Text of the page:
“Pusher” isn’t a humorous episode. It’s one of the more stressful, nail-biting installments in the series. Modell’s seemingly unstoppable powers (though, curiously, Skinner is immune) and his fixation on Mulder are uncharted waters for the agents. Viewers understand that Scully is a serious, practical person, hired as a babysitter for the less-responsible Mulder, so when she uses a word like “whammy,” it is not only unexpected, it’s funny. Anderson is a gifted actor with dramatic and comedic precision, a skill she executes here. Mulder remarks that Modell evaded jail time because he “put the whammy” on the judge, and Scully’s retort has become a deadpan X-Files classic: “Please explain to me the scientific nature of the “whammy.” Mulder’s overt delight in Scully’s sarcastic volley is confirmation of their shared fondness and irrefutable connection undeterred by a pushy murderer.


3 “Sure. Fine. Whatever.”

Season 3, Episode 13, “Syzygy”

Gillian Anderson takes up smoking in hotel bed from the episode Syzygy in The X-Files
image via Fox

Mulder and Scully are summoned to Comity, New Hampshire, to investigate peculiar deaths. From the moment the agents arrive in Comity, their ordinary rapport turns sour. Further evidence of aggressive, divergent behavior (similar to responses caused by the angry pink ooze from Ghostbusters 2) is discovered among the townspeople. Mulder and detective Angela White (Dana Wheeler-Nicholson) consult with a local astrologer, Madame Zirinka, seeking explanations for the extraordinary circumstances and rising death toll. She explains that a rare planetary alignment has directed all cosmic energy at anyone born on January 12, 1979. In the eleventh hour, Mulder and Scully learn that high school best friends Margi and Terri were born on that date, thus, cosmic conduits.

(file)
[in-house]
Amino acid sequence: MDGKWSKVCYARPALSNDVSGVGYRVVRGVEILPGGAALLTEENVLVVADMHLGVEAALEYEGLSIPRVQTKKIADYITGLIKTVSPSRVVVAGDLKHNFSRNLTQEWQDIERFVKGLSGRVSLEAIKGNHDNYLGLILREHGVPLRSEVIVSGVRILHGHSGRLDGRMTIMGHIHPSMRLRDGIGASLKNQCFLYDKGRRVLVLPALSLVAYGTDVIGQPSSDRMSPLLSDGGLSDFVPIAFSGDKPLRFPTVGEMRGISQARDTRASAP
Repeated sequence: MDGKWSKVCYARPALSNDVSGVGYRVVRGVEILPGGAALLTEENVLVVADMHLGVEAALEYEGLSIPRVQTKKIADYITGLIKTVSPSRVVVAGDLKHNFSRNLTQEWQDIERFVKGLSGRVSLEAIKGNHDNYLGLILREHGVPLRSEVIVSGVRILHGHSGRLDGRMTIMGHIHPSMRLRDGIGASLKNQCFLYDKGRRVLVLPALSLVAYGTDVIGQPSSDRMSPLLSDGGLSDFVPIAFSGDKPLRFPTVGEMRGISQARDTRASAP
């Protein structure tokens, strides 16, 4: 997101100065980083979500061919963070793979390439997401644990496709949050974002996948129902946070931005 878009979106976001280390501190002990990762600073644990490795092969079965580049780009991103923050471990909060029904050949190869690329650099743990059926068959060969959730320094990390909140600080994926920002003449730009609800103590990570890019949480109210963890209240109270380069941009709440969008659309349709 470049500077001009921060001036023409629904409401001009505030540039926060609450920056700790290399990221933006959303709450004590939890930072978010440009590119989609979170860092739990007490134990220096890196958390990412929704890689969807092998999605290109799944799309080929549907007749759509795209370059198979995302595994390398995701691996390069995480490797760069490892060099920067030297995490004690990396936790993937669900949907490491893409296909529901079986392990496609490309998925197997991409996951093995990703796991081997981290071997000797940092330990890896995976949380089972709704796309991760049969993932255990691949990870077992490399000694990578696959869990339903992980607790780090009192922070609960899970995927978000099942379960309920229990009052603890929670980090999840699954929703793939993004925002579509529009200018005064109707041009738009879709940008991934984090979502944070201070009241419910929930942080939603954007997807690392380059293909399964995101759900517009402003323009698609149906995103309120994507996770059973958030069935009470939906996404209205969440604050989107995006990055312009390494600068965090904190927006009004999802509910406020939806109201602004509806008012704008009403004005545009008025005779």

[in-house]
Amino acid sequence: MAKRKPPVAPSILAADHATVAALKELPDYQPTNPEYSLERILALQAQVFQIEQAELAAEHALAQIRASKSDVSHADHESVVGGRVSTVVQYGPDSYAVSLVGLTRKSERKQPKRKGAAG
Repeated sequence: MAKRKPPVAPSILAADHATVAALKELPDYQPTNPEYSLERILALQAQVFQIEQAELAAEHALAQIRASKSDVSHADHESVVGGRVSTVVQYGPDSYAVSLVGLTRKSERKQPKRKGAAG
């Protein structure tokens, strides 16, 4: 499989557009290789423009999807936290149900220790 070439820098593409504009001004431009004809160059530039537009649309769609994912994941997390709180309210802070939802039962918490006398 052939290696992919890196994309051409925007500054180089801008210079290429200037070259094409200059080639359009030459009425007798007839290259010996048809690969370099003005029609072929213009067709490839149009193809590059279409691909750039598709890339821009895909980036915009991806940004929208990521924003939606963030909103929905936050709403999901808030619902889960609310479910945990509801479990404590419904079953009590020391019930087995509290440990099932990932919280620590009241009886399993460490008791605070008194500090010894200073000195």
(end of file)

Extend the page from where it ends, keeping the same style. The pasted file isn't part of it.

Scully succumbs to the planetarily projected hostility outweighing jealousy sparked by Dr. Bambi in the previous episode, “War of the Coprophages.” Mulder and local detective Angela White’s canoodling is a bridge too far for the fire-haired agent, and it ignites a flurry of terse reactions and an uncharacteristic simmering cigarette-smoking spree (in bed). In response to literally anything her partner says, Scully pointedly replies, “Sure. Fine. Whatever.” The unusual display of (hilarious) juvenile behavior from Scully is so extraordinary that it can only be explained by a radical cosmic anomaly. As Mulder’s reliable, pragmatic partner, Scully has disagreed, respectfully, but in “Syzygny,” the latex exam gloves are off. Like the sky above Comity, New Hampshire, Scully’s true feelings have never burned so bright.

2 “It wasn’t even real cream cheese; it was light cream cheese!”

Season 5, Episode 12, “Bad Blood”

Gillian Anderson makes a call from her office wearing a light blue suit in The X-Files
image via Fox